Home » Budget Industry » World’s Oldest Aircraft Carrier INS Viraat Decommissioned; Could Be Scrapped or Sunk After Hotel Deal Stalls


World’s Oldest Aircraft Carrier INS Viraat Decommissioned; Could Be Scrapped or Sunk After Hotel Deal Stalls

The Indian Naval Ensign aboard INS Viraat (R22) shortly before the world’s oldest carrier is decommissioned. Indian Navy Photo

The world’s oldest aircraft carrier was decommissioned today during a sunset ceremony in Mumbai ahead of an uncertain future for the ship hull.

The almost 60-year-old carrier INS Viraat (R22) could now be sold for scrap or sunk after a plan to turn the ship into a multi-use hotel, museum and convention center space stalled, the chief of staff of the Indian Navy told reporters.

“One proposal could be that we convert her into a marine museum by taking her to one of our major tourist harbors and sink her in the water and make her into a dive site… where some aircraft carriers have been put to rest also… and she would be there as a legacy,” Adm. Sunil Lanba told NDTV on Monday.
“It depends on who bids and gets the contract.”

fly in formation with two Indian Navy Sea Harriers, bottom, and two Indian Air Force Jaguars, right

Two US F/A-18E/F Navy Super Hornets fly in formation over Indian Navy aircraft carrier INS Viraat on Sept. 7, 2007. US Navy Photo

In February, reports surfaced that the original plan to berth Viraat in the city of Visakhapatnam, in the state of Andhra Pradesh, and convert the ship into a hotel and convention center were in trouble due to a cost-sharing agreement with the Indian Ministry of Defense.

“It will cost almost [$150 million] to convert the 13-story-high INS Viraat into the proposed aircraft carrier museum, with a proper final resting place or berthing, backed by a self-sustaining revenue model,” a source told Times of India.
“The Andhra government is willing to take the carrier but is demanding the MoD foot half the cost.”

INS Viraat in 2014 on its 50th anniversary. Indian Navy Photo

The 23,000-ton Viraat began its life as HMS Hermes, commissioning into the Royal Navy in 1959. As Hermes, the carrier was a key ship in the British fleet that fought in the Falklands and served in the Royal Navy until it was decommissioned and transferred to India in 1987. The head of the Royal Navy, First Sea Lord Adm. Philip Jones, attended the decommissioning ceremony in Mumbai.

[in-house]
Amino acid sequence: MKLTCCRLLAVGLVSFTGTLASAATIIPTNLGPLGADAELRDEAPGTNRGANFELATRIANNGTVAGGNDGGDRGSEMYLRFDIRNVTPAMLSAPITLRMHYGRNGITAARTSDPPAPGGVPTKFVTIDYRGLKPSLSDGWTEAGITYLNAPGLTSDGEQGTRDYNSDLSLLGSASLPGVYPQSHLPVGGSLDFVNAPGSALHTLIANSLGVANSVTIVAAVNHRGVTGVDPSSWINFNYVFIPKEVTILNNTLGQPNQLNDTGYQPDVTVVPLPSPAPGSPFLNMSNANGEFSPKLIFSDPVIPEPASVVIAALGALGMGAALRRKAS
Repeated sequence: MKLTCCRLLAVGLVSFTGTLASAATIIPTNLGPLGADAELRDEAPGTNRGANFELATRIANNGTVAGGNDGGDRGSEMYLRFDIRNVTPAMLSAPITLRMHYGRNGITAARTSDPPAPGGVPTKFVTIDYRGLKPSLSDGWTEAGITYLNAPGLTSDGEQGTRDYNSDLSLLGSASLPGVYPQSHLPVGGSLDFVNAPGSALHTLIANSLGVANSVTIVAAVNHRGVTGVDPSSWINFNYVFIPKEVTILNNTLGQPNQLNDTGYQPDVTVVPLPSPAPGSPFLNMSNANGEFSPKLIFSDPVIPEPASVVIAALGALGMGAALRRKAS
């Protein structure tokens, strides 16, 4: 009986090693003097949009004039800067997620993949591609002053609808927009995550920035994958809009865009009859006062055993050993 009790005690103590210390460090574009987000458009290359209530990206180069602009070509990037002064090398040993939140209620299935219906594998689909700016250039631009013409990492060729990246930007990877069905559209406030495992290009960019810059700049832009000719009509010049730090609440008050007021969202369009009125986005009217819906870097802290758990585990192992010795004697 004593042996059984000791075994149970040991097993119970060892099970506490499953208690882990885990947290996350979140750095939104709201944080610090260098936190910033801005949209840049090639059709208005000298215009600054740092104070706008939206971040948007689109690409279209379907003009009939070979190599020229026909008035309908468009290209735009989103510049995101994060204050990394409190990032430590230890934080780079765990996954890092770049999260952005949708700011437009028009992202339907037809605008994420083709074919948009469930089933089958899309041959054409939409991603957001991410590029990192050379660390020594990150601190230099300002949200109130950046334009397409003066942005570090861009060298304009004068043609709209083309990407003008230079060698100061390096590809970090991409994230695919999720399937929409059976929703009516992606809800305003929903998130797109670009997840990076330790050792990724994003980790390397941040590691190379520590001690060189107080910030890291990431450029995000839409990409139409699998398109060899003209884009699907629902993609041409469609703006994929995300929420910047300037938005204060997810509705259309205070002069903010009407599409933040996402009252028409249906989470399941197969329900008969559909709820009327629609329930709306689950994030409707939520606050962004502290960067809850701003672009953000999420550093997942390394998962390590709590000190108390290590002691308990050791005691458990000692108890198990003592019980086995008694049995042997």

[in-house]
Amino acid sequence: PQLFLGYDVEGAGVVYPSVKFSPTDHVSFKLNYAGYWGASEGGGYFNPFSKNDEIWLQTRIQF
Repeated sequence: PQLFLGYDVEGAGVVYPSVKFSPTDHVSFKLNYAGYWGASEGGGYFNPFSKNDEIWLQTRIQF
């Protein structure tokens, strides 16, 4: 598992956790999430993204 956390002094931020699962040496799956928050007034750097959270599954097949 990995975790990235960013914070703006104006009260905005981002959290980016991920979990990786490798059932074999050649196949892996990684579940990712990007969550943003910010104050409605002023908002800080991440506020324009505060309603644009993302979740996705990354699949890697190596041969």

Since last year, the Indian Navy has worked to strip Viraat of its relevant military hardware, while the majority of the ship’s 1,500 crew has been transferred to the under-construction Vikrant – the Indian Navy’s long-delayed 40,000-ton domestic carrier under construction at Cochin Shipyard Limited in southern India.

With Viraat out of commission, the Indian Navy is left with only the Soviet-era INS Vikramaditya as its only aircraft carrier.

In addition to Vikrant, the Indian Navy is working on a second domestic carrier with U.S. assistance.

  • RobM1981

    I always thought the ski ramp ships were funny looking. I’d have no urge to spend an evening on board one, as a hotel.

    Given how non-luxurious these ships were built, I would imagine that outfitting them as a hotel would be pricey. They weren’t designed to have intoxicated guests sauntering around deck, or heading below decks to their rooms.

    • vincedc

      Yorktown in Charleston is kind of fun to spend the night.

      • Ctrot

        Even with a bunch of Boy Scouts, as I did in 2003.

    • muzzleloader

      Can you imagine an intoxicated guest trying to navigate a passage way of knee knockers, or crawling through a scuttle?

  • Scrap the damned rust bucket and have done with it. It’ll have to be scrapped anyway in the end just like the old Vikrant was. India should never have bought it in the first place.